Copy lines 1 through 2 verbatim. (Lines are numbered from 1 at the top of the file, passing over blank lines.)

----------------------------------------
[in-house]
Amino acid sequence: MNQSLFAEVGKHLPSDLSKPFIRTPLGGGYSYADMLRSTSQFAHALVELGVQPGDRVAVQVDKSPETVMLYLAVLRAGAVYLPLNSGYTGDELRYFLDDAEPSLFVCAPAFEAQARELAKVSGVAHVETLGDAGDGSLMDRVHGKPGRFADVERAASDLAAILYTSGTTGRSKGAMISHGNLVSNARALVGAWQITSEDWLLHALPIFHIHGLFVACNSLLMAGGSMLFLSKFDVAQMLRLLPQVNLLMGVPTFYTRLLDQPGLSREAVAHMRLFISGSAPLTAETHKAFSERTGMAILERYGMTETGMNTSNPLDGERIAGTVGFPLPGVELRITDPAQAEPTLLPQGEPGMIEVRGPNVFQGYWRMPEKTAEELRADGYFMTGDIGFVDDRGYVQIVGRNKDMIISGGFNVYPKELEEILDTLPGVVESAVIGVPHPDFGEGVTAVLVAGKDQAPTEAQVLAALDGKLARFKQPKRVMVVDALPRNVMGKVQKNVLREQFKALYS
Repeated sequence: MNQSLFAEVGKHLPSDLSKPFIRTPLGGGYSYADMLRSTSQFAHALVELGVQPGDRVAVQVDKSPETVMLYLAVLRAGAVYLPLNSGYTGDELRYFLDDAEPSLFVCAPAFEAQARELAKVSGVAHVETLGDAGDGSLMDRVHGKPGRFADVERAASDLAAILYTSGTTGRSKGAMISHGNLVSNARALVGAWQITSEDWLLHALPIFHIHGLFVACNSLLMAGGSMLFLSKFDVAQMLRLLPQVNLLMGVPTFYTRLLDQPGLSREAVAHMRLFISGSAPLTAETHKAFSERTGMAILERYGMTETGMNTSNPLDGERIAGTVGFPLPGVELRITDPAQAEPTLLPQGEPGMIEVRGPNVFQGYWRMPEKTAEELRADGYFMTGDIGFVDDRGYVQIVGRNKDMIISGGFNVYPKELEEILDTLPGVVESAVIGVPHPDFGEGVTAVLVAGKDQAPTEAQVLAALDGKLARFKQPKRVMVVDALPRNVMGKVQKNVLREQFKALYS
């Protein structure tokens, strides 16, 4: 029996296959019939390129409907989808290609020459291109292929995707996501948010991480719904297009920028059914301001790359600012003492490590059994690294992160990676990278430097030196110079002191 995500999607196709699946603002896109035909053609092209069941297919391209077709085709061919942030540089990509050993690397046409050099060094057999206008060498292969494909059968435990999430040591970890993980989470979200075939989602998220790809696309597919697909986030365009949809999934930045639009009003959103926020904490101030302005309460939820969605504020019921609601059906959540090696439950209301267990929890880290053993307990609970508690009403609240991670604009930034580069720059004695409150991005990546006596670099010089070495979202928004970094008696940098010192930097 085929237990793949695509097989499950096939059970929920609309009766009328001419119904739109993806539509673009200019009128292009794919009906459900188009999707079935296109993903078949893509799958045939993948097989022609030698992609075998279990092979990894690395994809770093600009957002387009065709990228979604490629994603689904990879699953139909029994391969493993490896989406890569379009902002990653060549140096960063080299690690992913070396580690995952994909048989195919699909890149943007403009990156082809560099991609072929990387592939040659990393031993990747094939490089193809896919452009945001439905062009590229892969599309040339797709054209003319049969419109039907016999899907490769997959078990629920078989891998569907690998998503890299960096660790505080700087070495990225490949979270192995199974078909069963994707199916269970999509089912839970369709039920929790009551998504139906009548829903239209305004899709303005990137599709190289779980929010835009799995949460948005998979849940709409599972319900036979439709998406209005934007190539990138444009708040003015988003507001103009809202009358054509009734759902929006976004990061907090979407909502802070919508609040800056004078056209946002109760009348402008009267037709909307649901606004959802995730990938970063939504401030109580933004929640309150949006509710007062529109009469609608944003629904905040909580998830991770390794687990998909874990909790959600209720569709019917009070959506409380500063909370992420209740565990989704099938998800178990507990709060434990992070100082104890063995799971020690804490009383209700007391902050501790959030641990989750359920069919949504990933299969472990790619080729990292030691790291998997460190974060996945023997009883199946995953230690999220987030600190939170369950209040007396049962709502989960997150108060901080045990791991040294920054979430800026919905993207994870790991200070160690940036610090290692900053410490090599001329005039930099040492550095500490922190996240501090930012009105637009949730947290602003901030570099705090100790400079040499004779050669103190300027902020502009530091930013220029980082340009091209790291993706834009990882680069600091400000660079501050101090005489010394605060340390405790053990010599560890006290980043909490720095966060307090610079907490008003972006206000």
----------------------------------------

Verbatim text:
[in-house]
Amino acid sequence: MNQSLFAEVGKHLPSDLSKPFIRTPLGGGYSYADMLRSTSQFAHALVELGVQPGDRVAVQVDKSPETVMLYLAVLRAGAVYLPLNSGYTGDELRYFLDDAEPSLFVCAPAFEAQARELAKVSGVAHVETLGDAGDGSLMDRVHGKPGRFADVERAASDLAAILYTSGTTGRSKGAMISHGNLVSNARALVGAWQITSEDWLLHALPIFHIHGLFVACNSLLMAGGSMLFLSKFDVAQMLRLLPQVNLLMGVPTFYTRLLDQPGLSREAVAHMRLFISGSAPLTAETHKAFSERTGMAILERYGMTETGMNTSNPLDGERIAGTVGFPLPGVELRITDPAQAEPTLLPQGEPGMIEVRGPNVFQGYWRMPEKTAEELRADGYFMTGDIGFVDDRGYVQIVGRNKDMIISGGFNVYPKELEEILDTLPGVVESAVIGVPHPDFGEGVTAVLVAGKDQAPTEAQVLAALDGKLARFKQPKRVMVVDALPRNVMGKVQKNVLREQFKALYS